Monday, June 14, 2021

The #Midwessay: Jesse Lee Kercheval, Midwesternlyness

It's possible all the writing I've done over the years has been in some way a response, a pushing back against the isolation and loneliness I felt at sixteen, driving an endless loop between home and school and work, speeding through the rolling country 'burbs of southeastern Wisconsin. There, a farm. There, a subdivision. There, a snowy field. Lots of trees. Another farm. Another subdivision. Endless fields. Growing up in this landscape my edges were smoothed; I was shaped. For me, this landscape was so cold, isolating, lonely. Constantly, I seek warmth, body, connection; I seek community, conversation. 

To some degree, all of us here are shaped by the landscape, by the way the highways bend, by the way one watershed tilts towards the lake, another to the river, and by all the cold and snow this winter. And yet, each of us inhabits a landscape uniquely our own, built of our own experience. We are Wisconsin-born, -bred, -rooted, but we live alone in our own version of wherever we are. And Essay Daily, this #Midwessay project, what are these but elaborate feelers, searching, finding, sharing, celebrating a coming-together? I'm not sure I care all that much about what a Wisconsin essay is or isn't. I just want to hear your voice, your thoughts, your stories. The Wisconsin essay is whatever you say. 

Craig Reinbold

We'd love for you to join the conversation. Reach out @craigreinbold // craigreinbold[at]     


Jesse Lee Kercheval


When I first moved to Wisconsin, one of the first things I noticed was the lack of metaphors, of the purposeful exaggeration I was used to hearing in the South. I remember being at the zoo, looking at an elephant, and each person who stopped beside me would say, Boy, he’s big. If another person was with them, they would affirm that, nodding and saying, Big. 
Not big as a house, a barn, a sixteen wheeler, Gramma Posey’s backside. Just—big.
     I also remember coming out of a department store alongside two women and hearing one of them say, “I’m so hungry, I could eat a . . . “ I trembled, mentally filling in the next line, “horse,” not daring to hope for a leap like “eat a horse and chase the jockey.” She finished, “I could eat . . . a lot.” Her friend nodded and repeated, “A lot.”
     It drove me crazy. And even crazier to see the same minimalism in my students’ writing, natural Carvers rather than Faulkners. But after 34 years in Wisconsin, my ears have become fine tuned to the weight behind both the restraint and the repetition. When a neighbor’s husband abandoned her with three small children, we all agreed what he had done was . . . not good. Not. Good. That was worse than damning him to hell in a hand basket three times over. Now I place each word carefully in my own writing—or I try to—instead of slathering it with adjectives. In other words, I write “midwesternly.” I live midwesternly.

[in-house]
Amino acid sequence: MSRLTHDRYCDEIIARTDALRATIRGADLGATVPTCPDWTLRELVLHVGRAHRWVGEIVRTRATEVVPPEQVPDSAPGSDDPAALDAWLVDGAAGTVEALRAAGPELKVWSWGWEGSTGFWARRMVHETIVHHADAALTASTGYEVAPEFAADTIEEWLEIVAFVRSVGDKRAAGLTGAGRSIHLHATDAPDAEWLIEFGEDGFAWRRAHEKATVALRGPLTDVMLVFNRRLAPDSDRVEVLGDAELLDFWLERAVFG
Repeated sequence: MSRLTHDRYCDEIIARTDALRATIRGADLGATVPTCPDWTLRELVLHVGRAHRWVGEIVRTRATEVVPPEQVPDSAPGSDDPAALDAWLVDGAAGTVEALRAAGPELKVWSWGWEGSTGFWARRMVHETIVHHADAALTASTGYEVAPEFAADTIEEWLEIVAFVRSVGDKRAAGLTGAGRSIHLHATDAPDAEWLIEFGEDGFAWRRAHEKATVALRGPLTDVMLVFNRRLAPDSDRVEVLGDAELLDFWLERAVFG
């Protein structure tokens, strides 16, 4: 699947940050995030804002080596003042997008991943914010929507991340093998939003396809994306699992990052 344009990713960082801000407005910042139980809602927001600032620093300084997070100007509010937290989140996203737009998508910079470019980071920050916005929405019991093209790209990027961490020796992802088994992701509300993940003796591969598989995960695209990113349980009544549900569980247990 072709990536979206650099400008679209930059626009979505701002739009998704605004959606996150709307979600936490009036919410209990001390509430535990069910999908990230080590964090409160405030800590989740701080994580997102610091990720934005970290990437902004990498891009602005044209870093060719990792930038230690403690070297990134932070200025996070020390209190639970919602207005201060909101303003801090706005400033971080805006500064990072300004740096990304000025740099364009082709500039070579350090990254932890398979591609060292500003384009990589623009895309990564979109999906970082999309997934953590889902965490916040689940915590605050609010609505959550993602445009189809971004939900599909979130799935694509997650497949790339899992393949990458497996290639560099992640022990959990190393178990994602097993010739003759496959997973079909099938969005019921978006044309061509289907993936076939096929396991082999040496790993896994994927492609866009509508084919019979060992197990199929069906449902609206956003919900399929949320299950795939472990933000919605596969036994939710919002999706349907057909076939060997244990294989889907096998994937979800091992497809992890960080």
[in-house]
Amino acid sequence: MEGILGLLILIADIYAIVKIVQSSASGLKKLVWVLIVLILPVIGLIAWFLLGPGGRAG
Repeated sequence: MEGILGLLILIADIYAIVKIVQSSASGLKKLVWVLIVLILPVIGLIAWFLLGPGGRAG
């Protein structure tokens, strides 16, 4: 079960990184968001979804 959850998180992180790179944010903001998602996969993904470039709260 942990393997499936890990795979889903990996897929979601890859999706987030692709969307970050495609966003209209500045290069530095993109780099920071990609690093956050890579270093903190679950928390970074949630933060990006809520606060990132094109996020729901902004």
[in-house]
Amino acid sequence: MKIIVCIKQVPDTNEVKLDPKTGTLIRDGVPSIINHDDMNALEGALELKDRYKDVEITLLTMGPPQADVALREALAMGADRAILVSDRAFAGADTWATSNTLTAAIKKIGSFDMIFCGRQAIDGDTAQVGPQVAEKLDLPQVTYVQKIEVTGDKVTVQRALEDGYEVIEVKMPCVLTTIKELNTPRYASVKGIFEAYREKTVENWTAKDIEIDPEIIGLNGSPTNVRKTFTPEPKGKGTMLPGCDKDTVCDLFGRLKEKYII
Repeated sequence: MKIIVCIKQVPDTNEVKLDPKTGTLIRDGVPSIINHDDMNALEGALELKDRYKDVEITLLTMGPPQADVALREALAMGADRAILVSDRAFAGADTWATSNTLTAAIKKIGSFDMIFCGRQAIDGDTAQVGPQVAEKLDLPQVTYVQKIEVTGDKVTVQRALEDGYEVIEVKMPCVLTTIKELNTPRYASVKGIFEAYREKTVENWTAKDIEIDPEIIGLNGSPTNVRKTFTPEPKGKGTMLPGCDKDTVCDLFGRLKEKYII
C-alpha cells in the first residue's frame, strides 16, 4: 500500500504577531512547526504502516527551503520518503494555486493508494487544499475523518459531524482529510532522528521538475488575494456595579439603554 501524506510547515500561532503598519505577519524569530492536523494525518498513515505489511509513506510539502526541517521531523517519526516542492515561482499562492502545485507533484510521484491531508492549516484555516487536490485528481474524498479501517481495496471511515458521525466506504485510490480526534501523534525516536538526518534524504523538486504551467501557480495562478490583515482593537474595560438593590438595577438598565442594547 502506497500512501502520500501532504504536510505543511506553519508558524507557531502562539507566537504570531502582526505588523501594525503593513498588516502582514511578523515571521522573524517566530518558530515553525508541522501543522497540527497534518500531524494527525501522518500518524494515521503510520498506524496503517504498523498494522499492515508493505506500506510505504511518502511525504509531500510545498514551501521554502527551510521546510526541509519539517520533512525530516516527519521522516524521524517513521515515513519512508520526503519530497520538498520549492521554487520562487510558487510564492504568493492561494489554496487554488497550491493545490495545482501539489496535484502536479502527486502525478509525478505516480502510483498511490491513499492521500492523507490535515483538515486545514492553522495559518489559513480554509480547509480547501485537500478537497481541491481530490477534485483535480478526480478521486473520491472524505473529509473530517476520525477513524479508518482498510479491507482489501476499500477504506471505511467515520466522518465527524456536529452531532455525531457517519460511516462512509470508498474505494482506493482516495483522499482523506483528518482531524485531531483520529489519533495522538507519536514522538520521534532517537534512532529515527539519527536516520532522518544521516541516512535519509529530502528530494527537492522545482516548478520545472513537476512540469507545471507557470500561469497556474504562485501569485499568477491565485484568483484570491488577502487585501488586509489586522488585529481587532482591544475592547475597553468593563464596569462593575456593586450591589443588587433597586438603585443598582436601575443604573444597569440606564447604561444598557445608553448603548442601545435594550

Just this morning, when my husband and I went for a walk across the frozen lake behind our house, he stopped, looked across the white, empty expanse and said, “It’s big.” 
     I took a deep breath, nodded reverently, and echoed, “Yep, big.


Jesse Lee Kercheval is a poet, writer, and translator. Her recent books include the poetry collection America that island off the coast of France, winner of the Dorset Prize and the story collection Underground Women. Her essays about the pandemic have appeared in Guernica, The Sewanee Review, Entropy, Blackbird, and Brevity. 

What is the #Midwessay? What is the Midwest? What are the characteristics, if any, of the #Midwessay (the Midwest essay)? What gathers us together? What pulls us apart? Springing from a twitter conversation, we started asking writers and readers what they imagine (or would like to reimagine) as the Midwest and the Midwessay. The #Midwessay is a series of reports from the Midwest (whatever that is) by and/or about Midwestern essay and essayists (whatever those are). Essay Daily will be publishing these, sorted (loosely) by state, in February 2021 and beyond.  These #Midwessays will be collected here and on a separate site at a later date. If you'd like to submit a report / essay, send it our way. Details and coordinators for each state are listed here. You can also ping Ander (link at the upper right) if we don't list a coordinator yet for your state. —The Editors

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